I think the research in this area is exciting and holds a lot of potential. To date, however, most of that potential has been hyped far beyond what the data show, and for that reason, we remain skeptical about the benefits of most “brain training” programs on the market today.

  7. Hello John,

    Let me start with 3-4 points where it seems we agree:

    1) “I think the research in this area is exciting and holds a lot of potential”

    2) “To date, however, most of that potential has been hyped far beyond what the data show”. And the main party for this hype, in my view, has been NPR and their fundraising pledge based on a promise to “rejuvenate your brain 10 years”.

    3) A good number of developers are also trying to benefit from a “halo”-effect without doing their own research.

    4) We probably also agree on this: the concept of “brain age” makes no sense. And the reason why I find is so misleading, when presented as science, is because it implies the interventions are a) universal, for everyone, b) general solutions, for all goals people have. We have tried to debunk this, including articles such as

    Now, where we seem to disagree, and it is my perception that you are basing very strong claims on your personal prejudices and not on published evidence, are the following points:

    5) Are you really saying cognitive training is snake oil? You seen to, which would probably be the least sound statement I have ever read in PsychCentral.

    6) When you talk about a “new industry that appears virtually out of nowhere” you basically show that you are less informed about neuropsychology, human factors and cognitive science in general than you believe you are.

    7) You opt to pooh-pooh Kramer’s paper by suggesting he and his team went on a fishing expedition. Kramer, a very reputed scientist, who has published some of the best meta-analysis on the impact of physical exercise. You seem to take many liberties with people’s motivations and integrity when you don’t agree with them – as I have experienced myself in the past.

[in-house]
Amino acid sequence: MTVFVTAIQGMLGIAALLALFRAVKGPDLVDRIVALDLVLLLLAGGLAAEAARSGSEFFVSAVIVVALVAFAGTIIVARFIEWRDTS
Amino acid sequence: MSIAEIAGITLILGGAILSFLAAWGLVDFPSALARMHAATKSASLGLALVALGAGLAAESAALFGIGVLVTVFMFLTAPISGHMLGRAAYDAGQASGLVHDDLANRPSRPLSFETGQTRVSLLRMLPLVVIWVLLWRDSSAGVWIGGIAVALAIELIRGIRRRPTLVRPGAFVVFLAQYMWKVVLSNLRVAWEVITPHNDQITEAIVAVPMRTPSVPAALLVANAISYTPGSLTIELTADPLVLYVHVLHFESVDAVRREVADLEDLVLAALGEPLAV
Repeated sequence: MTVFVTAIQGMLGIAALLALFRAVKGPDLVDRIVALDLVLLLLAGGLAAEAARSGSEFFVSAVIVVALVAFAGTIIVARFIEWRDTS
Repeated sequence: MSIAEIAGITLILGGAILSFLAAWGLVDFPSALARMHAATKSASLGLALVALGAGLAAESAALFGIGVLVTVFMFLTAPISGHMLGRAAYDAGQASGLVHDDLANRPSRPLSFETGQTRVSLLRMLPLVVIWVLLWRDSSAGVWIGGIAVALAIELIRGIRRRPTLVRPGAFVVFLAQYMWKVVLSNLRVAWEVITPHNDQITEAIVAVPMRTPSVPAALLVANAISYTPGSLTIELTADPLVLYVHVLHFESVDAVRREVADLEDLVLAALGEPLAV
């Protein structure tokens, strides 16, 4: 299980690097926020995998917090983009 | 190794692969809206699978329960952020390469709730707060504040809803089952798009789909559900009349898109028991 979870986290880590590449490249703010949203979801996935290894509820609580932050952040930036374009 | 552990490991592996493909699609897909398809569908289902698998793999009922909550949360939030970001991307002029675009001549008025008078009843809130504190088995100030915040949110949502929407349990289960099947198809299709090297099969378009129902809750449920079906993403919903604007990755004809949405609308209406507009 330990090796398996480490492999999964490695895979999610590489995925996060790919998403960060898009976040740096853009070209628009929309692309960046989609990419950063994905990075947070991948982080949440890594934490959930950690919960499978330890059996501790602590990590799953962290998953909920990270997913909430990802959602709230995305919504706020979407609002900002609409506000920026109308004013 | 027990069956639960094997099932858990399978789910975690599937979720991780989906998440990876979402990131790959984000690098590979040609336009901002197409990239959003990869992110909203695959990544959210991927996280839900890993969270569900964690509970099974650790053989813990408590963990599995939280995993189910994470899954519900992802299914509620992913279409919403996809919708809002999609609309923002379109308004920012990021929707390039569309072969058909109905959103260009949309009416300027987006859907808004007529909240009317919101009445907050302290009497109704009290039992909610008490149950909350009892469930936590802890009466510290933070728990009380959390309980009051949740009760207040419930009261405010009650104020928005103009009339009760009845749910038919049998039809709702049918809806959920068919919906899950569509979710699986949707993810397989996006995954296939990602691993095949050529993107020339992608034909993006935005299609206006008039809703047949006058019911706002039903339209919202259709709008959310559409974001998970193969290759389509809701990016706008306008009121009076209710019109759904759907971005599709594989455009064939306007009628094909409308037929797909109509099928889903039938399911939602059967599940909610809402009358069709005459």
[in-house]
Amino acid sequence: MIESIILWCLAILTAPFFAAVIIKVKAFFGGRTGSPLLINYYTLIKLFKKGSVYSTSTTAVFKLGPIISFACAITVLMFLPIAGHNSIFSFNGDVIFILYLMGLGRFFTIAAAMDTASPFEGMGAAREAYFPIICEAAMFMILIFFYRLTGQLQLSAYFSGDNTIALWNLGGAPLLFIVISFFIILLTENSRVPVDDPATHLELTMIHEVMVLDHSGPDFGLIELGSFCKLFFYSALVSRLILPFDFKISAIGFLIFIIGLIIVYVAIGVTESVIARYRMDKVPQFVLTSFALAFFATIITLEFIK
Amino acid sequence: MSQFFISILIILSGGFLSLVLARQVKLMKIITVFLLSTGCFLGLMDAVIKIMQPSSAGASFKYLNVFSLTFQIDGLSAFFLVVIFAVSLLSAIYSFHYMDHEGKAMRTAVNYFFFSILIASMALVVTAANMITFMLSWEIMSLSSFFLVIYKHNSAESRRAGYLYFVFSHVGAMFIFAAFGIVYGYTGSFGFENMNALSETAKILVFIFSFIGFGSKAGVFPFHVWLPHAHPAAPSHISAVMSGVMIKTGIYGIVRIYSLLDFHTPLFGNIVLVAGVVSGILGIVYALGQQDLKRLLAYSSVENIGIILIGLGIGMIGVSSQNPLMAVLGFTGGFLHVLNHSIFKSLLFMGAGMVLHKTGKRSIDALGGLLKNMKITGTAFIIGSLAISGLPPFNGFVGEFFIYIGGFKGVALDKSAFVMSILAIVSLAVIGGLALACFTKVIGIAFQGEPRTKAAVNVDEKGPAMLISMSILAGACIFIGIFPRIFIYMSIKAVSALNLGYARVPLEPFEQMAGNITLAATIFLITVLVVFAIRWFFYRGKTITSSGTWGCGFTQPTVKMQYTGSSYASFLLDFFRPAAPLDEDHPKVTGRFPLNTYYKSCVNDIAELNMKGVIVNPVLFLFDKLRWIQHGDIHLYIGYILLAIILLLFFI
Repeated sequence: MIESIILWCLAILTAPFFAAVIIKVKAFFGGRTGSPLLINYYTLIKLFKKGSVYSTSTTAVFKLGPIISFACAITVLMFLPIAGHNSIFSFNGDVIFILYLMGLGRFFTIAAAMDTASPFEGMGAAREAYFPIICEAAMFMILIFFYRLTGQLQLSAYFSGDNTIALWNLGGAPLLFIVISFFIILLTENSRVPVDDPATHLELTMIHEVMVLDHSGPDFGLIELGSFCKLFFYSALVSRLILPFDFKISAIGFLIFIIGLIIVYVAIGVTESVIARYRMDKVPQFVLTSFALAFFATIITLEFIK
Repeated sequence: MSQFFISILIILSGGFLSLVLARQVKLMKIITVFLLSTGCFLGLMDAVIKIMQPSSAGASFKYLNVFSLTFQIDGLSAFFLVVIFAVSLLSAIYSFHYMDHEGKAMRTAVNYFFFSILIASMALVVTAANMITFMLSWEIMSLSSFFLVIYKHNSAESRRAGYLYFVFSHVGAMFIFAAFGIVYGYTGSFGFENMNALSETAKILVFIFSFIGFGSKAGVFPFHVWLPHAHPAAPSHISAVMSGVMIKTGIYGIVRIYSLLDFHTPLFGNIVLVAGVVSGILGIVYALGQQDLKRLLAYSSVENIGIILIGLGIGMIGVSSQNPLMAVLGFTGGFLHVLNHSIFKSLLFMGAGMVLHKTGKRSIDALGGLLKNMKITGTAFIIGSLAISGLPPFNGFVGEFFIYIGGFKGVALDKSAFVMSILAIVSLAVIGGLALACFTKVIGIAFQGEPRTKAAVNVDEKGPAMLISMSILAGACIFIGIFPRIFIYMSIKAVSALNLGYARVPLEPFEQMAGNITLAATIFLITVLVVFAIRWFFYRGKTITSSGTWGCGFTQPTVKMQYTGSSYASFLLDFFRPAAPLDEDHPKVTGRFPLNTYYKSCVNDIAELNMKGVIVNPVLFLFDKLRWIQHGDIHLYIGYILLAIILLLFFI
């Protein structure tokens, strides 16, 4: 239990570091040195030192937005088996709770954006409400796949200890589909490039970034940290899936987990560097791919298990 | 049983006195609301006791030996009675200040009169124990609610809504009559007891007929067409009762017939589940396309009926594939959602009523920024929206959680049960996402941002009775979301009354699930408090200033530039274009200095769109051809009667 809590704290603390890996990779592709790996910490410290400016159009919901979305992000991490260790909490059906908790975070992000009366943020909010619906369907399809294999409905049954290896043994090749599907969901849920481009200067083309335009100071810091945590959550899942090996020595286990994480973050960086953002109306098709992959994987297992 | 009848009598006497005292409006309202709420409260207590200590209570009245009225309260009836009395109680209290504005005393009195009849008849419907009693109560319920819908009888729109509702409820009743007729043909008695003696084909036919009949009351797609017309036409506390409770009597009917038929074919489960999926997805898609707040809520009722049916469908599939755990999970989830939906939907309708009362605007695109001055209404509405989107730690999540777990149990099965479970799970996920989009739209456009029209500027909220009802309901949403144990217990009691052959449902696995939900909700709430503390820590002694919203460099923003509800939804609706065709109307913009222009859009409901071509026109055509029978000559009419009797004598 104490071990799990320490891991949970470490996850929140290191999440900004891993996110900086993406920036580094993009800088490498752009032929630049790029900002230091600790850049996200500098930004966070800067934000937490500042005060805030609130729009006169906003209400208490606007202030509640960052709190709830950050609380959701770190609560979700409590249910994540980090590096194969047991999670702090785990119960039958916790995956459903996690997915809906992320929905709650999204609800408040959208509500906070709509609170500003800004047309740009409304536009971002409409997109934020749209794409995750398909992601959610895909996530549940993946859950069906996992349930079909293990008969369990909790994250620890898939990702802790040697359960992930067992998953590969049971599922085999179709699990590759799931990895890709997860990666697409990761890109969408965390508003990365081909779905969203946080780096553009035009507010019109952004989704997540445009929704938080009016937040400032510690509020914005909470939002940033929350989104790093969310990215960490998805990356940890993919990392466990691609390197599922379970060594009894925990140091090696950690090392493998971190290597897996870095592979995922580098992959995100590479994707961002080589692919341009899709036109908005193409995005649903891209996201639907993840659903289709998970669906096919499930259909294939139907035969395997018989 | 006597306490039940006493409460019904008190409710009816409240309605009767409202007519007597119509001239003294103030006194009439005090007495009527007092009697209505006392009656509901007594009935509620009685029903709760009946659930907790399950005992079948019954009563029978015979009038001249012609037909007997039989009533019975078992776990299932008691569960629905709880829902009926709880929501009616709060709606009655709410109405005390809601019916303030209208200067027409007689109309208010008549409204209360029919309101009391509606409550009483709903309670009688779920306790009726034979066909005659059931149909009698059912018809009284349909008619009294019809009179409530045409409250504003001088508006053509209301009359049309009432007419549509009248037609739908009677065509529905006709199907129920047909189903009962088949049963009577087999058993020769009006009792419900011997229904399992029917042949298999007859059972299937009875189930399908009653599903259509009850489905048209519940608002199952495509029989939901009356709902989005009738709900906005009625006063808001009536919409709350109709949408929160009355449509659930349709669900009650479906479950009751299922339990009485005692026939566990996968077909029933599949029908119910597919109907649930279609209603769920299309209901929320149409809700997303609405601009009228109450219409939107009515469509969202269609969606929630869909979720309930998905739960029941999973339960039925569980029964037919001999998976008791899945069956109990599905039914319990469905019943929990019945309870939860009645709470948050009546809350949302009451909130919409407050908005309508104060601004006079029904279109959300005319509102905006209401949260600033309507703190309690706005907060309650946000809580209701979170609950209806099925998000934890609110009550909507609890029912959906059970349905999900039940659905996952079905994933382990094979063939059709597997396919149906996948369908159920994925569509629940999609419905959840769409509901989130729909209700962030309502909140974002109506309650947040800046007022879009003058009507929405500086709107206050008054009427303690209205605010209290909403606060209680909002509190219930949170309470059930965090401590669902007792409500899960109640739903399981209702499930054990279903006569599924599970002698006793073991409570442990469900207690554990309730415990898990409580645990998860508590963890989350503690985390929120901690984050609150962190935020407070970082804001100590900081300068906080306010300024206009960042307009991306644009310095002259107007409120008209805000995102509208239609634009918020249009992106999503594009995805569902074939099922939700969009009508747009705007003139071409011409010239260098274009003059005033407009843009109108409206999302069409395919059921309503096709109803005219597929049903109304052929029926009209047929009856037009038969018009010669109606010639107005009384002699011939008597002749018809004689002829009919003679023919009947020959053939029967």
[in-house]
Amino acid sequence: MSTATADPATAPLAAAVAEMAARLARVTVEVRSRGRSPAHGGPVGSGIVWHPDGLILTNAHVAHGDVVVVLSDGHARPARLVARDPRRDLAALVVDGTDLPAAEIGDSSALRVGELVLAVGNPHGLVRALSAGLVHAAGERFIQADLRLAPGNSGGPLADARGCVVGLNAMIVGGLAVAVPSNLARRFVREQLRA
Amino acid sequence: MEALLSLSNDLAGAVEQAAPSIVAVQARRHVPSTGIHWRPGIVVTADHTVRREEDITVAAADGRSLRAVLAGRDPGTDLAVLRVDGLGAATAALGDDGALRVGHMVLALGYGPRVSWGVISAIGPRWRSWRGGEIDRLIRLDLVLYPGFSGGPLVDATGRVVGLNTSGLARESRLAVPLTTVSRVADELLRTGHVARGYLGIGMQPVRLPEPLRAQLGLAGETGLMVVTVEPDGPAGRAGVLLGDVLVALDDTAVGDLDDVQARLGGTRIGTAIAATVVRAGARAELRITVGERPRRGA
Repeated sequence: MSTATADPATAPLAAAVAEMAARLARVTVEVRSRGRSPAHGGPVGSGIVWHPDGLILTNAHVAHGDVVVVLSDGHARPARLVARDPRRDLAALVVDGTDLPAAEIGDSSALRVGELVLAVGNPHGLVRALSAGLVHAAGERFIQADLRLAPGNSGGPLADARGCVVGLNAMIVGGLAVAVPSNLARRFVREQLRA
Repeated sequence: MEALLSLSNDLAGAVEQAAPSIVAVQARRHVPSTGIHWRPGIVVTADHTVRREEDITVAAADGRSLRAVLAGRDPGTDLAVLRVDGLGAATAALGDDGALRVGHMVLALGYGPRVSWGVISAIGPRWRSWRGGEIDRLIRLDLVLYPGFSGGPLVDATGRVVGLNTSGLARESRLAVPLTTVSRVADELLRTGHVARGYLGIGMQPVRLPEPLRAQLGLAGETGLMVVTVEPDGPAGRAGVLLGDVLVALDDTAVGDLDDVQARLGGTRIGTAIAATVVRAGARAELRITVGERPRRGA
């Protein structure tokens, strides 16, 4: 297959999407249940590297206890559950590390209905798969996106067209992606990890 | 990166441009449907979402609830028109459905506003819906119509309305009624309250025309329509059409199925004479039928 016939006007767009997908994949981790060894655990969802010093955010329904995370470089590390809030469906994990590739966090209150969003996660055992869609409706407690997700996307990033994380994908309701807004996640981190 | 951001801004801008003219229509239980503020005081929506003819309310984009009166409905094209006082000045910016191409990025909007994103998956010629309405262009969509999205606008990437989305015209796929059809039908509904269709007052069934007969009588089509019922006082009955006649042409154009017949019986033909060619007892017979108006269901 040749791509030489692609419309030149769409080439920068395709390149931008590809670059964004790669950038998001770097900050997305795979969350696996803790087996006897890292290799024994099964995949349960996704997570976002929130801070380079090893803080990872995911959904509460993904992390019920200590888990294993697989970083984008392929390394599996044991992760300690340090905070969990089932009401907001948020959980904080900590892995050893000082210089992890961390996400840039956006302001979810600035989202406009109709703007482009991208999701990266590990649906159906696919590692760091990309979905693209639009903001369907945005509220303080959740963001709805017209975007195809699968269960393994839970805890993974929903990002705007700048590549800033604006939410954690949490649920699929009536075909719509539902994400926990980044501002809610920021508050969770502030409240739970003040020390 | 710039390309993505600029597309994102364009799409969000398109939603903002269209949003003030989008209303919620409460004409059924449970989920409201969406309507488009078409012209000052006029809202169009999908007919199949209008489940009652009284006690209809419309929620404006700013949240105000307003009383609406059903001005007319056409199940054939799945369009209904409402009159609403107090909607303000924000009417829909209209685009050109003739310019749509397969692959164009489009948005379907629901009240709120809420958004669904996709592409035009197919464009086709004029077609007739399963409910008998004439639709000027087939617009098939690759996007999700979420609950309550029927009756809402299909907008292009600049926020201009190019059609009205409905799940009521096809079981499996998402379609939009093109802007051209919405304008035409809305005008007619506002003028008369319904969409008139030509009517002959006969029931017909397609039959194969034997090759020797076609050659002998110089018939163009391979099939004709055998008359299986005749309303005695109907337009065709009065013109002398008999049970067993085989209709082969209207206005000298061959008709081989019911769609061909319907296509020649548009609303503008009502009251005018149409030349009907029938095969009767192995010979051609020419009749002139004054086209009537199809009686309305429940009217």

8) Where is the evidence that supports your very strong claim that for “you”, no matter who “you” are and what “you” already do (so, here you are stating something universal and general), going out for a walk is the single best thing you can do and everything else is a waste of money and time? citations, please? just to show the absurdity of your claim – would you say this to a professional athlete? You are basically falling into the same NPR trap.

    9) Similarly, where is the evidence that supports your claim that all you need in terms of mental stimulation is to do one more crossword puzzle, or to read the paper one more day? this seems to contradict so many things we know, that I don’t even know where to start the education process.

    In short, I agree that, as in any new field, we should differentiate reality from hope from hype.

    You choose to scream, Fire!, Snake Oil!, Stop the Thieves!

    I choose to provide information, and to proactively help the field become more rational, better structured, more research-based, more transparent to consumers and professionals. I suggest once more you read Torkel Klingberg’s book – could be a great start for you.

  8. Sadly Alvaro, we’ll going to have to just agree to disagree once again. If all you provided was “information,” your site would give a balanced view of new research in this area, and ask challenging (or heck, I’d even settle for intellectually interesting) questions of the researchers you interview.

    You do provide a kind of “information,” but it is biased in favor of the industry (which, again, is not surprising). I’m happy to provide an alternative view to your unbridled optimism about the mainstream software being marketed to people under the guide of “scientifically-proven” when, in fact, it is not.

  9. My criticism of Kramer’s research is a perfect example of information you didn’t mention (or glossed over) in your discussion of his study. How can you draw any generalized conclusions from a study of 34 people, where half the measurements they used showed no effect, and half of the remaining measures were decidedly mixed? You can’t, unless you have few critical thinking skills or don’t understand how to analyze a research study’s actual data (and not just the authors’ conclusions).

  10. And you don’t have to just take my word on it… Researchers at Lifespan hospitals found a similar hype for these products:


  11. I find it amusing that this page has 2 boxes with 12 links to the Lumosity Brain Training Games salespage, right there in the right sidebar, under the big IMPROVE YOUR BRAIN heading….